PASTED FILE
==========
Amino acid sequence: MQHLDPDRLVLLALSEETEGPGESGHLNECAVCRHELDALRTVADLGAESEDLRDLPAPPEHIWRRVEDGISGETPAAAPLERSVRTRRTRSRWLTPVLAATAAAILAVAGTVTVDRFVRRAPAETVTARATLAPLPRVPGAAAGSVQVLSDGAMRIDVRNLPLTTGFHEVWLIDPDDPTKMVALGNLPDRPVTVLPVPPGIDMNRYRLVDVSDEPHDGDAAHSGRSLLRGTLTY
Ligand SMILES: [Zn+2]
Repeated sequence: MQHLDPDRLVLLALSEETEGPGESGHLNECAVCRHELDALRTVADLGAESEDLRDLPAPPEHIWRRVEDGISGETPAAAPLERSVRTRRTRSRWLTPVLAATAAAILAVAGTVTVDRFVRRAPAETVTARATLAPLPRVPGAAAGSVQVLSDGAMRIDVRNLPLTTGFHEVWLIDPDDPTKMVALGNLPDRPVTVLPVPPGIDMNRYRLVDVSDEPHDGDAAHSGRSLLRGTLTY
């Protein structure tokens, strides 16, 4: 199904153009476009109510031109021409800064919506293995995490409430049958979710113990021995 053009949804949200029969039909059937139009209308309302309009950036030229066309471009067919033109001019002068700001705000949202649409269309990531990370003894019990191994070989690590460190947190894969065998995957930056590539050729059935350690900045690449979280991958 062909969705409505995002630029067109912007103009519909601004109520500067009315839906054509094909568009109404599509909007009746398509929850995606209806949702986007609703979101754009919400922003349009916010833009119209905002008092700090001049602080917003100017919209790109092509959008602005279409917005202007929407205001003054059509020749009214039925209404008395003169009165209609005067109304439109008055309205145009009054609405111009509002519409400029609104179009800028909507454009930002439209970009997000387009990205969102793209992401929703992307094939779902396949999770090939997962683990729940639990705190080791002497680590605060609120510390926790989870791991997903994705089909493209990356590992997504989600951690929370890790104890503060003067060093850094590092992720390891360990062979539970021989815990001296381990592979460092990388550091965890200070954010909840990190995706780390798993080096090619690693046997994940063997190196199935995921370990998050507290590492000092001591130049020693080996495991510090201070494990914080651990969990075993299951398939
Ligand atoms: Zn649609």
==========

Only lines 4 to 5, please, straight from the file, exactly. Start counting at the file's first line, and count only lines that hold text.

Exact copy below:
């Protein structure tokens, strides 16, 4: 199904153009476009109510031109021409800064919506293995995490409430049958979710113990021995 053009949804949200029969039909059937139009209308309302309009950036030229066309471009067919033109001019002068700001705000949202649409269309990531990370003894019990191994070989690590460190947190894969065998995957930056590539050729059935350690900045690449979280991958 062909969705409505995002630029067109912007103009519909601004109520500067009315839906054509094909568009109404599509909007009746398509929850995606209806949702986007609703979101754009919400922003349009916010833009119209905002008092700090001049602080917003100017919209790109092509959008602005279409917005202007929407205001003054059509020749009214039925209404008395003169009165209609005067109304439109008055309205145009009054609405111009509002519409400029609104179009800028909507454009930002439209970009997000387009990205969102793209992401929703992307094939779902396949999770090939997962683990729940639990705190080791002497680590605060609120510390926790989870791991997903994705089909493209990356590992997504989600951690929370890790104890503060003067060093850094590092992720390891360990062979539970021989815990001296381990592979460092990388550091965890200070954010909840990190995706780390798993080096090619690693046997994940063997190196199935995921370990998050507290590492000092001591130049020693080996495991510090201070494990914080651990969990075993299951398939
Ligand atoms: Zn649609």